Fall: the season of letting go

As I watch signs of fall appearing on the monastery grounds I find myself delighting in the splashes of color, the deer eating the acorns under the oaks, and the crispness of the morning air.   These signs occur at unexpected moments, giving me pause to ponder God’s creation and the value of the little experiences.   It is these little experiences which bring a joy that pierces the daily and reminds me of the possibility for beauty amidst change and transition.  Perhaps it is this bittersweet quality of fall which makes it among my favorite seasons.  Like fall, life is about the journey and transitions; about finding beauty and joy even as what is now is letting go for what is to be.  So as fall continues to unfold I pray that you may find moments which bring you joy and a deeper awareness of God’s presence both within and around you. Sr. Kimberly Porter

Wednesday, October 5, 2011

On Breaking New Ground

     When a series of anything begins, something has to come first. This St. Walburg blog will be a series of reflections, and I was asked to initiate it. 
 Having been around more than 70 years and in community more than 50, I’ve experienced many firsts, sometimes by chance, other times by choice, mine or someone else’s. For me, being first usually brings at least a touch of fear. What do I fear? Risk? Responsibility? Success? Failure?  I found a clue in something Pablo Picasso observed: “Every act of creation is first an act of destruction.” Going first or taking a chance is a creative act, so something has to die.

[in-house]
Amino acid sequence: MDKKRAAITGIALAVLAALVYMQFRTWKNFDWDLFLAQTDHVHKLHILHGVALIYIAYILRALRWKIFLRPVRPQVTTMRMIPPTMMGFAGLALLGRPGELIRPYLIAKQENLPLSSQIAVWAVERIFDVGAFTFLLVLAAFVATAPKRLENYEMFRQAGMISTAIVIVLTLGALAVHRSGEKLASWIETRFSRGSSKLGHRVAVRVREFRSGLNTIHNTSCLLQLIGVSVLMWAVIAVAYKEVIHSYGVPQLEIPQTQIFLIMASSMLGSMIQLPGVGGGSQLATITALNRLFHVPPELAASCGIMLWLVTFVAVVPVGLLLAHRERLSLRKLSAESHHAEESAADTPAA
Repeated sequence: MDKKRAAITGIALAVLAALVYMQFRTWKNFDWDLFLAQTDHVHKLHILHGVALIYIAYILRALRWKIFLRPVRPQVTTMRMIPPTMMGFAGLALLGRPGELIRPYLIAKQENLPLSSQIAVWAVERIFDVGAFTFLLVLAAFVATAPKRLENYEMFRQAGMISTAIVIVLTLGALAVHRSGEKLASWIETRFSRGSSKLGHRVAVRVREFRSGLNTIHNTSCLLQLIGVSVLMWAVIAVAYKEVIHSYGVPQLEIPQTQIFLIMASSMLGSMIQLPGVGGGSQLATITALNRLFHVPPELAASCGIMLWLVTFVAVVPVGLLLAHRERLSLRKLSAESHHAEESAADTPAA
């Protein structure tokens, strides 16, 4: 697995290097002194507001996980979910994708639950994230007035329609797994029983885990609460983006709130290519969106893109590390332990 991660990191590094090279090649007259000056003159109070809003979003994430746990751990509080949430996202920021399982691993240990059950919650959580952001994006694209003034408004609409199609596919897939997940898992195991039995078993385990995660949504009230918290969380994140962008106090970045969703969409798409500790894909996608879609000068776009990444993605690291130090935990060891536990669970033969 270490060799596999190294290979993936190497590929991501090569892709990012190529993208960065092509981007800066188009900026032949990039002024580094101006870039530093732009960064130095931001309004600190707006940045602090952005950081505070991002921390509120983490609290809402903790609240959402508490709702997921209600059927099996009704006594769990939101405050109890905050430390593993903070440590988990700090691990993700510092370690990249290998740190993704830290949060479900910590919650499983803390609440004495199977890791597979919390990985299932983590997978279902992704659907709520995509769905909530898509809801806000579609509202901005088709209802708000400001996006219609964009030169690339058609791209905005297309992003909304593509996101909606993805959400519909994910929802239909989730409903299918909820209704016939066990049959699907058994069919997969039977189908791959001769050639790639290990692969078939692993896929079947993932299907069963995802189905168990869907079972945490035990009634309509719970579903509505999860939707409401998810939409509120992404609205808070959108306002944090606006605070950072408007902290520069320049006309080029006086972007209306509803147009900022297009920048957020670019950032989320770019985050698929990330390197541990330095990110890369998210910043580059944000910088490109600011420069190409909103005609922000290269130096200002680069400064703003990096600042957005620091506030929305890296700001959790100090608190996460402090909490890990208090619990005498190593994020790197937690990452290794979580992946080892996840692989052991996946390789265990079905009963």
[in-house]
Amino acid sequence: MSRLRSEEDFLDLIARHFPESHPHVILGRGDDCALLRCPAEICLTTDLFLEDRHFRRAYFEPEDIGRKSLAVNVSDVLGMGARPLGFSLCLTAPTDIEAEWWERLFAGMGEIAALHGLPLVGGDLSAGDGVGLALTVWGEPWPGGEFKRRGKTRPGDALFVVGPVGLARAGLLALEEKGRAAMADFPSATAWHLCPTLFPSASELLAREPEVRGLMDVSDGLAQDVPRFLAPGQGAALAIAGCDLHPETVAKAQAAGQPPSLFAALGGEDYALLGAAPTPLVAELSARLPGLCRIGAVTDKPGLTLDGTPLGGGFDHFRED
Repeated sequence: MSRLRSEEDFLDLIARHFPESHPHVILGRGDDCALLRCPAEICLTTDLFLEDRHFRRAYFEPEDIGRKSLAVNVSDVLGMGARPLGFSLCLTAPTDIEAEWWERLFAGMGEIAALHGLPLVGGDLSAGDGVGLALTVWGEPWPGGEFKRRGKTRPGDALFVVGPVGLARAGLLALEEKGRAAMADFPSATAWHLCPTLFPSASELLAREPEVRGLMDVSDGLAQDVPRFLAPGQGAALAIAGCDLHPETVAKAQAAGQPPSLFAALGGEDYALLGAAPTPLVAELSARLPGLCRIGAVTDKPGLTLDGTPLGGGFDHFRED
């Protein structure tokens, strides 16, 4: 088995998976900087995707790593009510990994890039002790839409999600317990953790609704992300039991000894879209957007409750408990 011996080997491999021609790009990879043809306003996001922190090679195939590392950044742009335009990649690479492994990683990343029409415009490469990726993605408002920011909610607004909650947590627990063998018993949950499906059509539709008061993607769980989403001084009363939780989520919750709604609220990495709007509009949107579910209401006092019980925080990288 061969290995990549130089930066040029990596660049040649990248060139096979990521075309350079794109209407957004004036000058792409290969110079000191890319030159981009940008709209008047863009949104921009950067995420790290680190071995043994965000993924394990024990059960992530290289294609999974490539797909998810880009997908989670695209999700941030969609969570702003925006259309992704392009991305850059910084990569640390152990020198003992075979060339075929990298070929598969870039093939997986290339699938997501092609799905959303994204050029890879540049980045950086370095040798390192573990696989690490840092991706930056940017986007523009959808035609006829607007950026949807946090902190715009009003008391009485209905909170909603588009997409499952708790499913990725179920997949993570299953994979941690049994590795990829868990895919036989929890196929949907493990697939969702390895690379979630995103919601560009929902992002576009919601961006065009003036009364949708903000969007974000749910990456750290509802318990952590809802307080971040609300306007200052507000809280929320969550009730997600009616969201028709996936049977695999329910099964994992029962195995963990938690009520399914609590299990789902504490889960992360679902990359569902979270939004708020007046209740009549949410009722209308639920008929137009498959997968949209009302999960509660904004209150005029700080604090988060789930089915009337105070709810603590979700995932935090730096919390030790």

Life itself can be seen as an act of continuous creating and re-creating, of dying and rising; in this regard, monastic life is no different. There’s a saying that in order for something to stay true to itself, it has to change. This is because its context, the world and the societies in it, is always changing. For example, over the past 1500 years Benedict and his thousands of followers have continually recreated the monastic journey, re-shaping the familiar and time-worn to fit into each  new environment, each  new age. 
     When the world we know is beset with one crisis piled on another, as seems to happen often in our time, the pressure to hold on to the familiar in the face of drastic change is huge. To remain in a comfort zone, however, is frequently not an option; stepping out into something new has to be faced. In doing this, some kind of risk is usually unavoidable. The challenge can be daunting, but if we let it, hope is its companion. 
     Not all re-creation is drastic or even dramatic, but each day brings opportunity, even demand for dealing with something in a way we hadn’t planned. As we mature we try to learn how to adjust our vision and expectations when life changes around us. My hope is that the series of reflections readers find in this blog will shed light on some of today’s joys and challenges. One writer’s thoughts might give bit of hope in a tough time; another might reveal ways to experience hidden delights easily missed in the daily rush. At any rate, may the words found in this space help readers more easily know the loving God who is our companion with every step, whether the path is well worn or one needing to be newly broken. 
                                                                                                                        Colleen Winston, OSB